• Corellas
26 Jan 2020 – branching out

With the reservoir filling up (64.7% today), and all the muddy edges having disappeared, the potential for shorebirds appearing is declining markedly. It’s going to be a bit boring when the level is rising, and better birding when the level is dropping I guess. I thus decided today to explore some of the woodlands along the western edge of the reservoir, where I could focus on exploring new areas without fear of missing out on shorebird action. But first, back to the big news of yesterday. Rick Franks called late morning to say that Felicia Chan had found a trio of GLOSSY BLACK-COCKATOOS on the patch!!! I raced down there, and within half an hour from the call was watching the birds calmly feeding on Casuarina fruits with a few metres of me, Felicia, Rick and Ged Tranter. It was a family party – a juvenile with an adult male and adult female.

Not only is this a brilliant species for the patch list, but it’s also a Brisbane lifer for me – the first time I have seen this species within the Brisbane Local Government Authority boundary. Nerdy I know, but there’s a few of us who watch this list, and the friendly competition is a bit of fun and keeps up our enthusiasm for local birding and bird-finding. There is only a sprinkling of Glossy Black-Cockatoo records in Brisbane, with most in the Mount Nebo / Mount Glorious area. The subcoastal woodlands around Redland have more regular records, and presumably these birds originate from this local population. Maybe they are regularly at Tingalpa, but haven’t been found before because of relatively poor birding coverage.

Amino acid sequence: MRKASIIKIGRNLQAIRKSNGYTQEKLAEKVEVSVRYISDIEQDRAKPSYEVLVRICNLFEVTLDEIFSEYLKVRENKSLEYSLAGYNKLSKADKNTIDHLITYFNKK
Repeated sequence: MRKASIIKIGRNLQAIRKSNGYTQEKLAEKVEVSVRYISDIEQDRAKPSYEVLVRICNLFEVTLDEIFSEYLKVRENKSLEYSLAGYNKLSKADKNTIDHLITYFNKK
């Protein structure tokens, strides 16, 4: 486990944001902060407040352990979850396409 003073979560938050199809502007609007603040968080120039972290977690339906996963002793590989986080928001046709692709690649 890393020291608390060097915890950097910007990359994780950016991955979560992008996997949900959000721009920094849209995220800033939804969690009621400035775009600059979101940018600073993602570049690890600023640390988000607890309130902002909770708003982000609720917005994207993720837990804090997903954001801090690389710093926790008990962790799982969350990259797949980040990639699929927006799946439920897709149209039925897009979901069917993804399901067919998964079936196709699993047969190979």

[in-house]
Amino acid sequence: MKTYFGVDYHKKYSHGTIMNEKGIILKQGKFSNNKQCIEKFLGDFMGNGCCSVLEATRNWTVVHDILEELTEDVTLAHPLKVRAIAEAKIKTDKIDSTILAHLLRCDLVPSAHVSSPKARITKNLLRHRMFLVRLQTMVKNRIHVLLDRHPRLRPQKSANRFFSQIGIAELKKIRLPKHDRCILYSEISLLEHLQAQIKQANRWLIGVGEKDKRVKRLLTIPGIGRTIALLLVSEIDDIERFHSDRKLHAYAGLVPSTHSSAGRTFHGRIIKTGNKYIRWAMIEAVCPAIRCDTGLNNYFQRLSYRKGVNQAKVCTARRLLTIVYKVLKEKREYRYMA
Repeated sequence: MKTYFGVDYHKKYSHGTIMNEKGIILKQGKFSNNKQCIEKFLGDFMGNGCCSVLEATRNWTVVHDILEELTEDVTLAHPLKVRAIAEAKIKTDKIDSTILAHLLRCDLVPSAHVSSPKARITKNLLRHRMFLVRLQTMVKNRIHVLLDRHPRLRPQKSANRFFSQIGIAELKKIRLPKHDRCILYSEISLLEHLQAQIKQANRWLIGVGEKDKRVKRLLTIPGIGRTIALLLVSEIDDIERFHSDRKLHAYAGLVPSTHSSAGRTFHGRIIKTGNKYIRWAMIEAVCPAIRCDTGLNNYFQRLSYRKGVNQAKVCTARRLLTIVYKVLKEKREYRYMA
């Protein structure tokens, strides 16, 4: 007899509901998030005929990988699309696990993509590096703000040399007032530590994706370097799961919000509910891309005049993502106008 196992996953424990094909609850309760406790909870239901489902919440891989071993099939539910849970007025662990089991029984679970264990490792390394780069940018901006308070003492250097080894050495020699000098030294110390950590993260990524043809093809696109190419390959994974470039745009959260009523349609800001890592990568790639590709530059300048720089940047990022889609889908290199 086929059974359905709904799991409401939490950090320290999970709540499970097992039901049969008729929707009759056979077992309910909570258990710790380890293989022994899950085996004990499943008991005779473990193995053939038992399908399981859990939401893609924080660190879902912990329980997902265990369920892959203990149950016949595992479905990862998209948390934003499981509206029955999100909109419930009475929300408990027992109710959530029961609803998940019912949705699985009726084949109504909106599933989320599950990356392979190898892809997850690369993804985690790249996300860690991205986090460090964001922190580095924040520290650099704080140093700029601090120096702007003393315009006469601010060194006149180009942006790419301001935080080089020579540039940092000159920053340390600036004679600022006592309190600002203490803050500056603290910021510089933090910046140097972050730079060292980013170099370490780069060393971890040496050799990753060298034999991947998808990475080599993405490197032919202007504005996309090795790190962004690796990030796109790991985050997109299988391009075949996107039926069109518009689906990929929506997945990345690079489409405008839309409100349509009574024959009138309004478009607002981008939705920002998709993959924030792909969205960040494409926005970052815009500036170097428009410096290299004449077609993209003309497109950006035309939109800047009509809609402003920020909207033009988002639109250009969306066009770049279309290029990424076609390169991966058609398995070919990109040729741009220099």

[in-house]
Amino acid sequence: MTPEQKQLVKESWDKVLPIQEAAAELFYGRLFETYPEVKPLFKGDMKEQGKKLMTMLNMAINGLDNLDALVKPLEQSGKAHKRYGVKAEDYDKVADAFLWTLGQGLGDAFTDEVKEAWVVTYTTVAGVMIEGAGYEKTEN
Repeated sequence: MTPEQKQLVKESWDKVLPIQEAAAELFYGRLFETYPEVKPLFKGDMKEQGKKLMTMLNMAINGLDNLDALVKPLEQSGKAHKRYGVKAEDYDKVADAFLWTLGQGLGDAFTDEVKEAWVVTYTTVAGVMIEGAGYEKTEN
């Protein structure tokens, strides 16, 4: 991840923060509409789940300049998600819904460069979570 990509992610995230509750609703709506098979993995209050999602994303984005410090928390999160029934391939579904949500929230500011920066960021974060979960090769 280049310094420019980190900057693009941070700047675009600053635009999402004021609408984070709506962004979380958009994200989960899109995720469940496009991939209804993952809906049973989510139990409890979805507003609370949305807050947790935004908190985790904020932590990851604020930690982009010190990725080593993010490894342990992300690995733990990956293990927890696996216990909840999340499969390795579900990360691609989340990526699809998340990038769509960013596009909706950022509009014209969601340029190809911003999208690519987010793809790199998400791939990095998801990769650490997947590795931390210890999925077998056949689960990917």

Fast forward to this morning, which began fairly quietly, although I did manage to flush a small buttonquail species, either Red-backed or Red-chested, which unfortunately flew quite distance and I couldn’t re-find it. Best birds were a Spotted Pardalote, a Forest Kingfisher and a singing White-winged Triller. Good birds to get under the belt. After finishing along the west side, I headed back to the Glossy Black-Cockatoos for another look, which was worth it as I got better sound recordings and photos.

With the addition of Glossy Black-Cockatoo (yesterday), Spotted Pardalote, Forest Kingfisher, White-winged Triller, Lewin’s Honeyeater and Australasian Figbird, my patch year list rose to 129 species.

eBird lists:

Mt Gravatt-Capalaba Rd5.58 km232 min66
JC Trotter1.27 km33 min8
TOTAL6.85 km4 h 25 min68
One of the three Glossy Black-Cockatoos. I think this is an adult male on the basis of well developed crest, strongly red tail panels, no yellow spotting on head or breast. But the tail panels are barred, which is a little confusing – perhaps this is a young-ish male bird?
Several groups of termites were doing renovations to their mounds. I’ve never seen this happening before – very cool!
Close up of the hard-working little chappies. I think these are Nasutitermes sp, but not sure yet.
Several of these were landing on the sand by the water’s edge, then nervously taking off again before landing back at the same spot. Not really sure what they are (perhaps a ground beetle?), but certainly cracking little things! UPDATE: This is certainly a ground beetle, in fact Myriochila semicincta – it seems to be endemic to Australia, and perhaps Papua New Guinea. See record on iNaturalist here.
The 580 records of Myriochila semicincta on GBIF are scattered across Australia, and there is one stray record from the far SE of Papua New Guinea.